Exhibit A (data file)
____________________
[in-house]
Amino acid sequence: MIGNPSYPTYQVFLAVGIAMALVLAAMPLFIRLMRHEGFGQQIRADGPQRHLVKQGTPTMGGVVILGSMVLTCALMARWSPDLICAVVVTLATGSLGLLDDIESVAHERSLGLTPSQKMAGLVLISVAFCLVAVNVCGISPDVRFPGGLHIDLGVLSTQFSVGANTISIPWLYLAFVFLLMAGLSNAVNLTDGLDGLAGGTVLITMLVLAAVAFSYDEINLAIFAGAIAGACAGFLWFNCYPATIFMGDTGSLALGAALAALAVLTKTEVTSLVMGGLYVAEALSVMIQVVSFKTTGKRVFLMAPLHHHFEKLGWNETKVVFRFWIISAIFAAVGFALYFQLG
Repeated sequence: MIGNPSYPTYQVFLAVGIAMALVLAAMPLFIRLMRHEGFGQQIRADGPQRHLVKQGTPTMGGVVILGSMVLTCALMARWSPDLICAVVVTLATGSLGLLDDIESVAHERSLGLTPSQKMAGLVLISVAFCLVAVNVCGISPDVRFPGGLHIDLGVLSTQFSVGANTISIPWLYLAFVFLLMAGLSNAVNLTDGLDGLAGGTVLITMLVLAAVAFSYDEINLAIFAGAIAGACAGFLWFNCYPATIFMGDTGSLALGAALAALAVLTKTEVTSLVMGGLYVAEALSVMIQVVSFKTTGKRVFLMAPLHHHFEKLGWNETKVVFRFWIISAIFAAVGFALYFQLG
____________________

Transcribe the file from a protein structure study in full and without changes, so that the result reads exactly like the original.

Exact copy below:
[in-house]
Amino acid sequence: MIGNPSYPTYQVFLAVGIAMALVLAAMPLFIRLMRHEGFGQQIRADGPQRHLVKQGTPTMGGVVILGSMVLTCALMARWSPDLICAVVVTLATGSLGLLDDIESVAHERSLGLTPSQKMAGLVLISVAFCLVAVNVCGISPDVRFPGGLHIDLGVLSTQFSVGANTISIPWLYLAFVFLLMAGLSNAVNLTDGLDGLAGGTVLITMLVLAAVAFSYDEINLAIFAGAIAGACAGFLWFNCYPATIFMGDTGSLALGAALAALAVLTKTEVTSLVMGGLYVAEALSVMIQVVSFKTTGKRVFLMAPLHHHFEKLGWNETKVVFRFWIISAIFAAVGFALYFQLG
Repeated sequence: MIGNPSYPTYQVFLAVGIAMALVLAAMPLFIRLMRHEGFGQQIRADGPQRHLVKQGTPTMGGVVILGSMVLTCALMARWSPDLICAVVVTLATGSLGLLDDIESVAHERSLGLTPSQKMAGLVLISVAFCLVAVNVCGISPDVRFPGGLHIDLGVLSTQFSVGANTISIPWLYLAFVFLLMAGLSNAVNLTDGLDGLAGGTVLITMLVLAAVAFSYDEINLAIFAGAIAGACAGFLWFNCYPATIFMGDTGSLALGAALAALAVLTKTEVTSLVMGGLYVAEALSVMIQVVSFKTTGKRVFLMAPLHHHFEKLGWNETKVVFRFWIISAIFAAVGFALYFQLG